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Quantum many-body systems all of whose excitations are gapped fall into distinct equivalence classes - quantum phases of matter. Apart from the familiar cases described within Landau paradigm of symmetry breaking, there are also more interesting phases, for example those exhibiting Integer and Fractional Quantum Hall effects. Such exotic phases are usually called topological phases of matter, since their low-energy properties can often be described by Topological Quantum Field Theory (TQFT). However, this terminology may be becoming obsolete, since the recently discovered fracton phases cannot be described by TQFT. One direction of my work is to understand invariants which distinguish different topological phases. Another one is to classify a particular class of topological phases: invertible phases (including Symmetry Protected Topological phases). I use methods from quantum statistical mechanics, quantum information theory, differential geometry, and homotopy theory.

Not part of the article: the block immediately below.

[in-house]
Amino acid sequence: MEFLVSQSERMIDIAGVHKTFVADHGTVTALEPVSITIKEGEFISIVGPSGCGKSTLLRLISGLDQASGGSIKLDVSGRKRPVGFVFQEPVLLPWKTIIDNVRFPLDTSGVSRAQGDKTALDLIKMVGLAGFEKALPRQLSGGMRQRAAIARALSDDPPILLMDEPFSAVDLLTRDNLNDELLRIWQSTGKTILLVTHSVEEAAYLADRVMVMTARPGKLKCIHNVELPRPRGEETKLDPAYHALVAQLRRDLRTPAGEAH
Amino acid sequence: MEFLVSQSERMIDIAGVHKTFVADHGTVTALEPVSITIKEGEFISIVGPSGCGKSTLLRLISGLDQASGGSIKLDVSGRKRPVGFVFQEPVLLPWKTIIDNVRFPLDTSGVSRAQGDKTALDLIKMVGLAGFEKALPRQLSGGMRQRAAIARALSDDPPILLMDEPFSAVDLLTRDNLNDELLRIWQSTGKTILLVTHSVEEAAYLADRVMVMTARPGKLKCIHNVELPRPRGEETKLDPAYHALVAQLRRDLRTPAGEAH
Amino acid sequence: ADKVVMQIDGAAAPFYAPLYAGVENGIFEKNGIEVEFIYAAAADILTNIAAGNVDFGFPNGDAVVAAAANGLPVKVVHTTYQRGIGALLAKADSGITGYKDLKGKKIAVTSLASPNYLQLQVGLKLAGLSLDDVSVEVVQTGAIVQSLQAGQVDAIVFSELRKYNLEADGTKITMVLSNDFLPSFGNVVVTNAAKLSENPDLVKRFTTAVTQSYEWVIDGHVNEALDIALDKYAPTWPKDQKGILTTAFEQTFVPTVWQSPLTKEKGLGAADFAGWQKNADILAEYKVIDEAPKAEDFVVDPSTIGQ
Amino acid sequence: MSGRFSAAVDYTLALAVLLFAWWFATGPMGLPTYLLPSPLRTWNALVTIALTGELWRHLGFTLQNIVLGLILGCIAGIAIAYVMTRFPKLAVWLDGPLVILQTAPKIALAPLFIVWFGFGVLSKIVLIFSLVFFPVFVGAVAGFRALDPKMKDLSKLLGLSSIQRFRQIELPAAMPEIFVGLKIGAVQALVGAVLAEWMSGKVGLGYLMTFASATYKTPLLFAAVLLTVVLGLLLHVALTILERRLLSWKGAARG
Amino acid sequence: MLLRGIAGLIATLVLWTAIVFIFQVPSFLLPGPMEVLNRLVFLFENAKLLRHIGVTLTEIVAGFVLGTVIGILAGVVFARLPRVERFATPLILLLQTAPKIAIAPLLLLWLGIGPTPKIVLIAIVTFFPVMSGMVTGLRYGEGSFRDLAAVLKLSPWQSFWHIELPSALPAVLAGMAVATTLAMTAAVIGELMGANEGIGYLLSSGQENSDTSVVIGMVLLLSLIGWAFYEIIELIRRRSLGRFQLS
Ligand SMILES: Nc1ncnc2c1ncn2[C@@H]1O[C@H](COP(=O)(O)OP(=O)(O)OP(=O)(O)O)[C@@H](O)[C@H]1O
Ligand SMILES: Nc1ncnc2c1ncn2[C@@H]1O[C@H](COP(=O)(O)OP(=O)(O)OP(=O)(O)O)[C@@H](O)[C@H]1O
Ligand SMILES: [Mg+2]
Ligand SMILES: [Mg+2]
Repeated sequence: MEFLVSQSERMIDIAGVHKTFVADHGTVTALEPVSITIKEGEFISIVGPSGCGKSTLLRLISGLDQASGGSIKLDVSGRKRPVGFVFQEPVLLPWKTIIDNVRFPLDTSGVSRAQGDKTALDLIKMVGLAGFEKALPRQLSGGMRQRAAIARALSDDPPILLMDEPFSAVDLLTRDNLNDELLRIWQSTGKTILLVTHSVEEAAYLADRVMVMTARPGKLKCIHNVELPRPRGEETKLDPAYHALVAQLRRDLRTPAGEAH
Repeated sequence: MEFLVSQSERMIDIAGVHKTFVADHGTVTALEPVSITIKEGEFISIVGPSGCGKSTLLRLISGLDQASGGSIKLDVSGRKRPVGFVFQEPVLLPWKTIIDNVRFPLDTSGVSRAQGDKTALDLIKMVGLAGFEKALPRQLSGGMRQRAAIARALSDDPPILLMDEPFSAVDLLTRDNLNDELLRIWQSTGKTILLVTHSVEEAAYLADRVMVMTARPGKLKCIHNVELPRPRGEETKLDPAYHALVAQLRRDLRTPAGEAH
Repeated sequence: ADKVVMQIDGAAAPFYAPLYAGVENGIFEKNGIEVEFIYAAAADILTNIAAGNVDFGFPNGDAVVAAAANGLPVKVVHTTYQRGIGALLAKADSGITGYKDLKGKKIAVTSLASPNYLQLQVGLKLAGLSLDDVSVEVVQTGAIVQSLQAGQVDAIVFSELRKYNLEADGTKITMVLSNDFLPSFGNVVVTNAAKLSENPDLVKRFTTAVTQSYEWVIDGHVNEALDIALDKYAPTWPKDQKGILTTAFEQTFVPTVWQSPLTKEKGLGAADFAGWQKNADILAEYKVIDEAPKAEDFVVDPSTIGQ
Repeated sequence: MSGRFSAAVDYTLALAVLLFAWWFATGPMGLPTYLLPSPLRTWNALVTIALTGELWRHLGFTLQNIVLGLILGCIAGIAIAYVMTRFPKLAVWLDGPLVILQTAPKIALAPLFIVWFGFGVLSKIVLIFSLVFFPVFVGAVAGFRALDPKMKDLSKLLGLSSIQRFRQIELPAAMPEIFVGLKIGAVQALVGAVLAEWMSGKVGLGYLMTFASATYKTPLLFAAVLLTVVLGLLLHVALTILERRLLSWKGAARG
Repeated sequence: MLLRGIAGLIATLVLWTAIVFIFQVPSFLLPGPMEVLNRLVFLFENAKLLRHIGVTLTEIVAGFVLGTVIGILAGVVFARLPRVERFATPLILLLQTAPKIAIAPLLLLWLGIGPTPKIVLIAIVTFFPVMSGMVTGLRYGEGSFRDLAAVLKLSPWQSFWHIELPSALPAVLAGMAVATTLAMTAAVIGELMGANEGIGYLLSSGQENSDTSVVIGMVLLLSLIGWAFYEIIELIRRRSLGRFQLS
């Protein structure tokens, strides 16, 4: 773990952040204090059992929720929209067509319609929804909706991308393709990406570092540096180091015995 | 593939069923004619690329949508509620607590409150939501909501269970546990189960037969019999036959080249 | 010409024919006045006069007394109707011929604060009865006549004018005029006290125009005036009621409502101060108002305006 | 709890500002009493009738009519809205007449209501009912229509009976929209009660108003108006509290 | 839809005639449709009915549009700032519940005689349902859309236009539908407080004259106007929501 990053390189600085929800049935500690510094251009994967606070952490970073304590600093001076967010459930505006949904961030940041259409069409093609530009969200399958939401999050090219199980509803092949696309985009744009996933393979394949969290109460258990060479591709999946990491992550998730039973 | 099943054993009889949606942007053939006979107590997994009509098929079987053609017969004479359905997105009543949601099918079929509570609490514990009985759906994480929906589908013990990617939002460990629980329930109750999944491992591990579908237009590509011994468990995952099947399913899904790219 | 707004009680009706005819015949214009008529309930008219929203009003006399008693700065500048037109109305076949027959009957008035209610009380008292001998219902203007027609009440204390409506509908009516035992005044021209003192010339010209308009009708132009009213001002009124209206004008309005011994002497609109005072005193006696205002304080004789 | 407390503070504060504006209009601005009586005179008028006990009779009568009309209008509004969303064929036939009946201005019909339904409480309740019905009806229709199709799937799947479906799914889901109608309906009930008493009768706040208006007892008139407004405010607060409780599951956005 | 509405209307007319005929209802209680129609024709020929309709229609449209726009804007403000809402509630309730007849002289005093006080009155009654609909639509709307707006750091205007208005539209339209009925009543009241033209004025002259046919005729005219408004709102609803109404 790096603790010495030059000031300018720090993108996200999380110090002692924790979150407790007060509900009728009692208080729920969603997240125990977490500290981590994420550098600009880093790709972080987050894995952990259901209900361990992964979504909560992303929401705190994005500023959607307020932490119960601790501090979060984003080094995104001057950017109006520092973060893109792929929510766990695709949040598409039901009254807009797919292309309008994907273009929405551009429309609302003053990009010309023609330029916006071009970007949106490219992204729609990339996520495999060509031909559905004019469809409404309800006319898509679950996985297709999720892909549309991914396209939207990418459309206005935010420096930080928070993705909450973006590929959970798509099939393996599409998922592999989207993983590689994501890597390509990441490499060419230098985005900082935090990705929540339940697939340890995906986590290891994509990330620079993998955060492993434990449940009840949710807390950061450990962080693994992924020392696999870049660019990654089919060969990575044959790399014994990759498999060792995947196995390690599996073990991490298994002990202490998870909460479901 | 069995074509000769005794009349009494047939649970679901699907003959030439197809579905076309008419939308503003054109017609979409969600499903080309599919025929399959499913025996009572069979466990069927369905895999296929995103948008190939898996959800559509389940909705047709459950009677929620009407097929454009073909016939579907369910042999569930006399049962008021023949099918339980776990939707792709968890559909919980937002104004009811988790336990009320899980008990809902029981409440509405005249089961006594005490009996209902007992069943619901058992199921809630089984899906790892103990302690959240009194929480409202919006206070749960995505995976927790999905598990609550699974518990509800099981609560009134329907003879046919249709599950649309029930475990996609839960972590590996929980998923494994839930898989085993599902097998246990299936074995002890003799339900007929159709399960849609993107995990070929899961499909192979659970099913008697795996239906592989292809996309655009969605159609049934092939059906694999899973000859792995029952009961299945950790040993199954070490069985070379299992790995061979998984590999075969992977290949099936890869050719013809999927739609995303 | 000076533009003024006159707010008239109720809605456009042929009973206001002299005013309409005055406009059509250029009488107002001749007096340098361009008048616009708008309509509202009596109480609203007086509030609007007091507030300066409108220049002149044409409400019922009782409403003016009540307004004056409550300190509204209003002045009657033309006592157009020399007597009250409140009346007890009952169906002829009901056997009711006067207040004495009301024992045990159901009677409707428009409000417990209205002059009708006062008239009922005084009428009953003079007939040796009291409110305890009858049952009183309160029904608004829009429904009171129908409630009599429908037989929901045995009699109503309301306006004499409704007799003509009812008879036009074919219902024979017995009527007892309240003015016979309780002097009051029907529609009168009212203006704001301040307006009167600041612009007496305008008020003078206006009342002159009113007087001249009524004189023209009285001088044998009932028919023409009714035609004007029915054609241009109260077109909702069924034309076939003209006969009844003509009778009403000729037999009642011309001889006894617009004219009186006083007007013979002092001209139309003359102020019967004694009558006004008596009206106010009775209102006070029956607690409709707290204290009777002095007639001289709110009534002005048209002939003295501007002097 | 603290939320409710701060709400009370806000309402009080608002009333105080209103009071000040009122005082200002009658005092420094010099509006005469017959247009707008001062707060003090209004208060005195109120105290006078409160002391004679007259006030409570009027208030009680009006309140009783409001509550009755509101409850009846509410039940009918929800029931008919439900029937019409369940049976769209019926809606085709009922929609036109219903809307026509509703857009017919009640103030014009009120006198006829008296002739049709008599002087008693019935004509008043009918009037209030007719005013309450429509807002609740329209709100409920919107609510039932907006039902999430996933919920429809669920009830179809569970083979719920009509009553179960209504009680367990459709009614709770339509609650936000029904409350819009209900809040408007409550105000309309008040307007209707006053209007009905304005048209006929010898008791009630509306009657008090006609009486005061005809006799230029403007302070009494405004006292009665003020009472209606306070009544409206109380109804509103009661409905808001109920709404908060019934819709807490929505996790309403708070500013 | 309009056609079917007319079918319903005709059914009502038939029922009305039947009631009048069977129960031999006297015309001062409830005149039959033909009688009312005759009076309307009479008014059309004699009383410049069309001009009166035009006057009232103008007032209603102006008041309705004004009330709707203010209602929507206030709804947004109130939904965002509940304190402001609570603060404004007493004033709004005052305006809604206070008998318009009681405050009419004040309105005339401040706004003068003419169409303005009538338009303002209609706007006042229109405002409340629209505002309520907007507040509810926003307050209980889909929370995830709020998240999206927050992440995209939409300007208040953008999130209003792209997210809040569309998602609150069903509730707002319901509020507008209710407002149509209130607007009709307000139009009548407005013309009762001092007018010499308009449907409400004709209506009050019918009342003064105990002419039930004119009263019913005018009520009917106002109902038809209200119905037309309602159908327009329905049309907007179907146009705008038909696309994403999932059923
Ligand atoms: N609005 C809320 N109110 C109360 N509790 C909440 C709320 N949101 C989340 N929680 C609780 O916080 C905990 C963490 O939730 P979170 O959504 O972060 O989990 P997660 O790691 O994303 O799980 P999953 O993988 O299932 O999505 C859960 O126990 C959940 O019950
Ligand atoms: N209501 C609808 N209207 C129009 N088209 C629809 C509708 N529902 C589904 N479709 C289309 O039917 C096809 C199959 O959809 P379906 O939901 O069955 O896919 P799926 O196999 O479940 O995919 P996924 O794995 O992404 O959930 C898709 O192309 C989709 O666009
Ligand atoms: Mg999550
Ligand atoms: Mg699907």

The Berry connection was discovered by Michael Berry while studying quantum systems with parameters. It refines the work of von Neumann and Wigner who studied energy level crossings in such systems and showed that in the absence of symmetries they occur in codimension 3. In my work, I study generalizations of the Berry connection for infinite-volume lattice systems. From the field theory viewpoint, these are known as Wess-Zumino-Witten terms. Equivalently, I am studying the topology of the space of gapped quantum lattice systems. The problem of the classification of gapped quantum phases is a special case, since it amounts to finding the set of connected components of the space of gapped systems.

Transport coefficients such as conductivity, heat conductivity, and thermoelectric coefficients, are often defined using Kubo formulas. There are many subtleties associated with them, the most basic one being why the limits occurring in these formulas exist. Consistency with the laws of thermodynamics is also far from obvious. I am also interested in nonlinear transport.

Hydrodynamics in a generalized sense describes homogeneous macroscopic systems which are in local equilibrium. Hydrodynamic equations of motion are strongly constrained by the local version of the Kubo-Martin-Schwinger condition. I am interested in classifying varieties of hydrodynamic behavior and finding examples of exotic hydrodynamics in nature.